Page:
-    if (pParent->drawable.depth == pWin->drawable.depth)                                        
-    {                                                                                           
-       GCPtr   pGC = GetScratchGC (pWin->drawable.depth, pScreen);                              
-       /*                                                                                       
-        * Copy bits from the parent into the new pixmap so that it will                         
-        * have "reasonable" contents in case for background None areas.                         
-        */                                                                                      
-       if (pGC)                                                                                 
-       {                                                                                        
-           XID val = IncludeInferiors;                                                          
-           ValidateGC(&pPixmap->drawable, pGC);                                                 
-           dixChangeGC (serverClient, pGC, GCSubwindowMode, &val, NULL);                        
-           (*pGC->ops->CopyArea) (&pParent->drawable,                                           
-                                  &pPixmap->drawable,                                           
-                                  pGC,                                                          
-                                  x - pParent->drawable.x,                                      
-                                  y - pParent->drawable.y,                                      
-                                  w, h, 0, 0);                                                  
-           FreeScratchGC (pGC);                                                                 
-       }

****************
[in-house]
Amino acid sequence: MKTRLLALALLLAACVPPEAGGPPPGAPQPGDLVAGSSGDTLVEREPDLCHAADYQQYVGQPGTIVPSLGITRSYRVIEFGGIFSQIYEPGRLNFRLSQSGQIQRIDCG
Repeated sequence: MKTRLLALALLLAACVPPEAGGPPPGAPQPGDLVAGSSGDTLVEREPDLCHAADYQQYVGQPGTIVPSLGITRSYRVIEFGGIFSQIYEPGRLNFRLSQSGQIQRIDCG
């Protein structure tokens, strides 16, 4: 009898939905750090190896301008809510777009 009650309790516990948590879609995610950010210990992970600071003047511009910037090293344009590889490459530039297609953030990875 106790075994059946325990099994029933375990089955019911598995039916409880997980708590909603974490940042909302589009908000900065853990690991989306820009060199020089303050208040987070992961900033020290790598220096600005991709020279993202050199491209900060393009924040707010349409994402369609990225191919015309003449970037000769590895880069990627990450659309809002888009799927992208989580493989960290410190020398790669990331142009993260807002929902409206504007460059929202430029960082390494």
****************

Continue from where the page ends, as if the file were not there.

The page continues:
-    }                                                                                           
-    else                                                                                        
-    {                                                                                           
-       PictFormatPtr   pSrcFormat = compWindowFormat (pParent);                                 
-       PictFormatPtr   pDstFormat = compWindowFormat (pWin);                                    
-       XID             inferiors = IncludeInferiors;                                            
-       int             error;                                                                   
-       PicturePtr      pSrcPicture = CreatePicture (None,                                       
-                                                    &pParent->drawable,                         
-                                                    pSrcFormat,                                 
-                                                    CPSubwindowMode,                            
-                                                    &inferiors,                                 
-                                                    serverClient, &error);                      
-       PicturePtr      pDstPicture = CreatePicture (None,                                       
-                                                    &pPixmap->drawable,                         
-                                                    pDstFormat,
-                                                    0, 0,
-                                                    serverClient, &error);